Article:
Jargon Hurts the Poor
This article discusses the extensive use of jargon in conversations and reports of international development. It argues that communication filled with jargon such as ‘green growth’ and ‘stakeholder consultation’ discriminates against those in poverty and excludes many people. This is especially an issue for the international development industry where jargon may be incomprehensible to ordinary citizens trying to become more involved in the process of helping their communities.
|blog||4 minutes||FLOYD WHALEY||01-21-2014||https://blogs.adb.org/|
|floyd whaley||2019-03-19 00:00:00 UTC|
SummaryThis article argues that communication about international development that heavily uses jargon, discriminates against the poor. It begins by asking readers if they understand the following sentences: “Gender-sensitive multi-sectoral capacity building facilitates knowledge sharing and engages stakeholders in inclusive green growth.” If yes, they probably work in international development, if not, they are everybody else blocked from understanding how most of publicly funded international development works. In the age of digital communication and information sharing, this type of language is equivalent to “writing in a secret code that can only be read by the wealthy, powerful and educated.”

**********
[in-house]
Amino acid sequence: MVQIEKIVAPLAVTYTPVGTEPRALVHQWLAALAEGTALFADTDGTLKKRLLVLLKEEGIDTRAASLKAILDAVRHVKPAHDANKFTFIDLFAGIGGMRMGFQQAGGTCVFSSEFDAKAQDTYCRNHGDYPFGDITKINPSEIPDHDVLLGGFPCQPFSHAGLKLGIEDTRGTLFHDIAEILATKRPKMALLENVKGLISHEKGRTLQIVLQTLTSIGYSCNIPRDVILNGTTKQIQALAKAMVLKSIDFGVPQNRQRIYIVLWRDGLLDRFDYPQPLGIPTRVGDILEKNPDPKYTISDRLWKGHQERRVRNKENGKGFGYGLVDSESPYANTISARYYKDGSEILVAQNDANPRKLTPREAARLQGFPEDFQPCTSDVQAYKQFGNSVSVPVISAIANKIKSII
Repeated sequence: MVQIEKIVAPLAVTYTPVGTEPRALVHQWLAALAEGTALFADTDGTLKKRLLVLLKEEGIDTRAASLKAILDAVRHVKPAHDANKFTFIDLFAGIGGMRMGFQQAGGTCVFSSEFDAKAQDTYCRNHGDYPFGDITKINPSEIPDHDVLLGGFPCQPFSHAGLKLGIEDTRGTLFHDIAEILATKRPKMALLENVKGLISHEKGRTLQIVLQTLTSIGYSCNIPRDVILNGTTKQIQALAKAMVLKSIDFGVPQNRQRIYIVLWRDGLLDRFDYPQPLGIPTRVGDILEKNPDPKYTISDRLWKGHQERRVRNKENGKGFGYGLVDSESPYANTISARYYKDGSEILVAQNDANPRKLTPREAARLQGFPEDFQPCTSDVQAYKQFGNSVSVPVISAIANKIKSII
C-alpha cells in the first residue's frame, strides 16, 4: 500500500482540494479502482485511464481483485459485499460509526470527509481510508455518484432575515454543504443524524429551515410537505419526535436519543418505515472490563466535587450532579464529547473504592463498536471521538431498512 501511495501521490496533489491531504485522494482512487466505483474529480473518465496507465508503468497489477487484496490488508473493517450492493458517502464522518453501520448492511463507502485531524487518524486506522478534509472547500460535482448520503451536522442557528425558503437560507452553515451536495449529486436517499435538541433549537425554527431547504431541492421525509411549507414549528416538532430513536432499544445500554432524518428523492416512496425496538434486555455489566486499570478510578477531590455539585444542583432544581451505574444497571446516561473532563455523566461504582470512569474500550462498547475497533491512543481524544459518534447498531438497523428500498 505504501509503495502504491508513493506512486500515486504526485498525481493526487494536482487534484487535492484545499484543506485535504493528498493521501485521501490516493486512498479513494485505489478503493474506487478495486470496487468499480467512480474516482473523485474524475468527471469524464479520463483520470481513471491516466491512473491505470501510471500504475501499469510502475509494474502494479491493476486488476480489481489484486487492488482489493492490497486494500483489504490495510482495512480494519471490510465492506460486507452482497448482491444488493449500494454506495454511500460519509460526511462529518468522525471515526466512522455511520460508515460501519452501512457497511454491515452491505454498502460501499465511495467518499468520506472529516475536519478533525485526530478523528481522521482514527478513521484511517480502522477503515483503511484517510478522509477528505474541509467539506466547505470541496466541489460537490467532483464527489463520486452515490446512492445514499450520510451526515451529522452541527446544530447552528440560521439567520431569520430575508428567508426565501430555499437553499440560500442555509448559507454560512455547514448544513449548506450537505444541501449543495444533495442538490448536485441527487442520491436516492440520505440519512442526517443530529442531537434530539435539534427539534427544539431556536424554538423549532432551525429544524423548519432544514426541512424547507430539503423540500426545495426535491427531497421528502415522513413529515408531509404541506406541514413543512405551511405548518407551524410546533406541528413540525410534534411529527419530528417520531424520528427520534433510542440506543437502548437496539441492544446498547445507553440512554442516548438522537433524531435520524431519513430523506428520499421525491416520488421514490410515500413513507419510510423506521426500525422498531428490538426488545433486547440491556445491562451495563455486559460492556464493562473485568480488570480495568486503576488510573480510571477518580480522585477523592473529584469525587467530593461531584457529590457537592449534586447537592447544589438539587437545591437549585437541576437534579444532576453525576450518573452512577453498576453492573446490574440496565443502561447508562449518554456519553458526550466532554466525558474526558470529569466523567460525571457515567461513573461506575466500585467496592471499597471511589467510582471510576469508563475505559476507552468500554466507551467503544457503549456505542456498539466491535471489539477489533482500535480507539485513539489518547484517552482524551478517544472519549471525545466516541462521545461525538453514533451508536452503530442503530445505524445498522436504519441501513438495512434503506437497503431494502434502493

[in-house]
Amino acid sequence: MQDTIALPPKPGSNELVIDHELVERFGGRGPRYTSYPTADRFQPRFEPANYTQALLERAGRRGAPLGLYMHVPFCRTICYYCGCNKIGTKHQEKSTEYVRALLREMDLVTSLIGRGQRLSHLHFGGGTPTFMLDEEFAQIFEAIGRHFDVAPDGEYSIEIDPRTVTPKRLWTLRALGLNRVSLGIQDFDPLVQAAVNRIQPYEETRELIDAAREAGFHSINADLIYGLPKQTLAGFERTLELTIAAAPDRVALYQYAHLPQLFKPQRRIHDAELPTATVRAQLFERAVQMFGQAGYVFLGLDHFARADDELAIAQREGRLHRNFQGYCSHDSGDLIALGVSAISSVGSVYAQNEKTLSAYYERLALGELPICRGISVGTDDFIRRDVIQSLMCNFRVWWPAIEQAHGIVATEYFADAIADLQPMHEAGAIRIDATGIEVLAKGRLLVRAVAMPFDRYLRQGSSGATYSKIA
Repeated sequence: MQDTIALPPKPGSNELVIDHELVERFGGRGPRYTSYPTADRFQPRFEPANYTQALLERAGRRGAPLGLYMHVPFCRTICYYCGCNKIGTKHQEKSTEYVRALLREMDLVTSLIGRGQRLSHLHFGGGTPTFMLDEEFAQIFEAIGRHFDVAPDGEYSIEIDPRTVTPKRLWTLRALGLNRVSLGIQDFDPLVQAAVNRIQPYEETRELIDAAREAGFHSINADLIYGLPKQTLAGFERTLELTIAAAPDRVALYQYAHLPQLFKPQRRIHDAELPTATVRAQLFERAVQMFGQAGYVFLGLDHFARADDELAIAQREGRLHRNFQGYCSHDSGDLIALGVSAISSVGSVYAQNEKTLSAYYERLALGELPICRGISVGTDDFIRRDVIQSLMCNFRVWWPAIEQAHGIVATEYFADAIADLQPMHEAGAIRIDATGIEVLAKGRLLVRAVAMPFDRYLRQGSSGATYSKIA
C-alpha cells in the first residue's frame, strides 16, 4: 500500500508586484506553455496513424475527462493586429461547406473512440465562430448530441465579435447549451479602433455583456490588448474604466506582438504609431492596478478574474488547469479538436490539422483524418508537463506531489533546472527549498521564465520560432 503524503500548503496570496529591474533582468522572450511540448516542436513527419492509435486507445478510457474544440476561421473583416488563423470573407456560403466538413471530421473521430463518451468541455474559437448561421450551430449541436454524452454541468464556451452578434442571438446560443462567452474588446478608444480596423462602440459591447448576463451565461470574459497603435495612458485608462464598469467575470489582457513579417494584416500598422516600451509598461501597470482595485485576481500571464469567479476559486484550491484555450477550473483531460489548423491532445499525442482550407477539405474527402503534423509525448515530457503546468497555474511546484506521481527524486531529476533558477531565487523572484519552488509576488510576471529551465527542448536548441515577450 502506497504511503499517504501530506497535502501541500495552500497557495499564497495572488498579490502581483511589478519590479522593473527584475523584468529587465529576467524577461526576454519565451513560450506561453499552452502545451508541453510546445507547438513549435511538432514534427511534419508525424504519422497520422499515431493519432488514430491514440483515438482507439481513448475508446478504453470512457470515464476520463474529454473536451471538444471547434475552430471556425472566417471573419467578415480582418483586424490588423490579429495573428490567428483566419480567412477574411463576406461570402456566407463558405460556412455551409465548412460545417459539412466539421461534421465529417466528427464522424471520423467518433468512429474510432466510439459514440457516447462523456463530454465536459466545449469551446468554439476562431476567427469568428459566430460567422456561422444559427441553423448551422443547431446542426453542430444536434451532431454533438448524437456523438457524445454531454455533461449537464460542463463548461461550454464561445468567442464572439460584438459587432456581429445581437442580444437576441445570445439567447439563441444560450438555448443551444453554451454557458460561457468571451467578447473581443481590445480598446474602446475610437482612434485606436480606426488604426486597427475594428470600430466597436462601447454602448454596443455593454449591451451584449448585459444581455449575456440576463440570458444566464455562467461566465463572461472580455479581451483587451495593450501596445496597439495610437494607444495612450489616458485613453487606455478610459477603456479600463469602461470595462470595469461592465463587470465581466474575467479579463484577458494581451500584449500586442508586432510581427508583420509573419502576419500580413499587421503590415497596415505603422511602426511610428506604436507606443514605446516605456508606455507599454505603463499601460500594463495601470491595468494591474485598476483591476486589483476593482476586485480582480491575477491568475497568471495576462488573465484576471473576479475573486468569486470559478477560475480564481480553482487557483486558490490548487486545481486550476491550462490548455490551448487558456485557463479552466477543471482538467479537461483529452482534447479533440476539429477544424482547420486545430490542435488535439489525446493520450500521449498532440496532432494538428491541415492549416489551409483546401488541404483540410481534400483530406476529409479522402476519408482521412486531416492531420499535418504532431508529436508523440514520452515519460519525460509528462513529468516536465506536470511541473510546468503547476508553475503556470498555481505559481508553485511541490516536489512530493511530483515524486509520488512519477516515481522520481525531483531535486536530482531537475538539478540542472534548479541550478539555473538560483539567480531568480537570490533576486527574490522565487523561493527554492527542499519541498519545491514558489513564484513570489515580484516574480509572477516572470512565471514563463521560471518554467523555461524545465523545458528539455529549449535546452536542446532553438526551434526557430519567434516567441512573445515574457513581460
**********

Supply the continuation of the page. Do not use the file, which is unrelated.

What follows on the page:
Whaley goes over the following various drawbacks of using jargon in international development communication:
- Makes information inaccessible for students and researchers without expertise in international development.
- Prevents journalists from seamless information-sharing.
- Excludes the young and elderly interested to learn.
- Excludes women and girls in “less developed” countries facing educational barriers.
- Makes Google searches inaccessible.
- Hides the ignorance of ‘experts’ who cannot explain underlying concepts.
- ‘Green growth’: Countries growing their economy while protecting the environment and helping the people in poverty.
- ‘Gender’: Empowerment of women and children in disadvantaged countries.
- ‘Stakeholder consultation’: engaging people of a neighborhood in solving problems.